Group discussions or focus groups provide for the interaction among participants. They may be conducted online or face-to-face. The group moderator engages with participants, encourages them to communicate with one another, and exchange ideas and comments on each other’s experiences or points of view.
Groups are appropriate for a broad range of topics in marketing and social sciences, including for instance areas relating to brand studies, concept testing and advertising testing that are conducive to interactive discussion. The discussion is led by a moderator who introduces the topic, encourages free flow of ideas and coordinates the discussion.
Conventional focus group discussions, conducted at a research facility or an alternative venue, typically comprise of 6 to 8 respondents, usually last about one and half hours, and are recorded on video/DVD for remote viewing of the proceedings. The research facility is fitted with a large one-way glass window — participants cannot see out, but decision makers and researchers can see in.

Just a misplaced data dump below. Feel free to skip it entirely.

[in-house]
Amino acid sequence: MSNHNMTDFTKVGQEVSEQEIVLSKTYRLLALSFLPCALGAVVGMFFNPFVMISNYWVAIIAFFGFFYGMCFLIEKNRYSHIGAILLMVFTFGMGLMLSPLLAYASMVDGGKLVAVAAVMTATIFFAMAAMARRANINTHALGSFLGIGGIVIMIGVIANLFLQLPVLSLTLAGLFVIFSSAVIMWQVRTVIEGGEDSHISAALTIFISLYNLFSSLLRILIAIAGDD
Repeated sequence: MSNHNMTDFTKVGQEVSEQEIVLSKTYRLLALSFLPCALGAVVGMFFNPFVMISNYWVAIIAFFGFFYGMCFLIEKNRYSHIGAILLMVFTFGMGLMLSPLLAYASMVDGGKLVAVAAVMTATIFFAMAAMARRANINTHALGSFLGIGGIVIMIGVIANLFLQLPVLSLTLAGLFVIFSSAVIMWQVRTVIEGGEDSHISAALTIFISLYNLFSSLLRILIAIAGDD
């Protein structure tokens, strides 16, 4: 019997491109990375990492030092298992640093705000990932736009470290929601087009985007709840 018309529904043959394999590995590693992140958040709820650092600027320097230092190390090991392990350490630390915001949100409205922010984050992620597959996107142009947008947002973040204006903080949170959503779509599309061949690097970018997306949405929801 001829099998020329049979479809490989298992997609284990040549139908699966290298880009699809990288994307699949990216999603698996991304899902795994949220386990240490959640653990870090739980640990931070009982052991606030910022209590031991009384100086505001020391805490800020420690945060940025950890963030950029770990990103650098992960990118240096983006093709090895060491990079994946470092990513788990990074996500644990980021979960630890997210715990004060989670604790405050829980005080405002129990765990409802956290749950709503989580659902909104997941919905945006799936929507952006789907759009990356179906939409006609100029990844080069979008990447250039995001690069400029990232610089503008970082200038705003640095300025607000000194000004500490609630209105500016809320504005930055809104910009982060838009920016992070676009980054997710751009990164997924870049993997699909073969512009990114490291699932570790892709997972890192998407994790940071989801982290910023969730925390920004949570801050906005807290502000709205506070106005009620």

For those studies where respondents are hard to recruit, or where the subject matter requires focussed attention, mini group discussions comprising 3–5 respondents per group, lasting about one to two hours are the norm. The smaller group size allows for more in-depth and focussed interaction.
Extended Group Discussions lasting about 2.5 to 3 hours and comprising 6–8 respondents per group are appropriate for more complex or detailed issues that require additional time for evaluation. U&A, exploratory or diagnostic research may require extended groups.
When there is polarization of views on a subject, researchers may adopt Conflict Groups comprising respondents with different attitudes, habits or views on the subject. These groups may also be extended for 2.5 to 3 hours and are best suited for studies where the intent is to force out deep seated feelings on the subject.
Unlike conventional focus groups online groups tend to vary greatly both in size and duration, and are dependent on the online methodology. The duration of discussion boards for instance varies from 2 to 10 days.
While group discussions are the most popular qualitative technique, they do have their downsides. At the individual respondent level, the quantum of information is much less compared to depth interviews. Focus groups also suffer from groupthink, or the desire for harmony and conformity. If unchecked, this can significantly undermine the value derived from the research.
Good moderators are capable of alleviating group pressures and group biases, and drawing out individuals, including passive participants. This once again emphasises the importance of skilled moderators who are capable of managing group dynamics.
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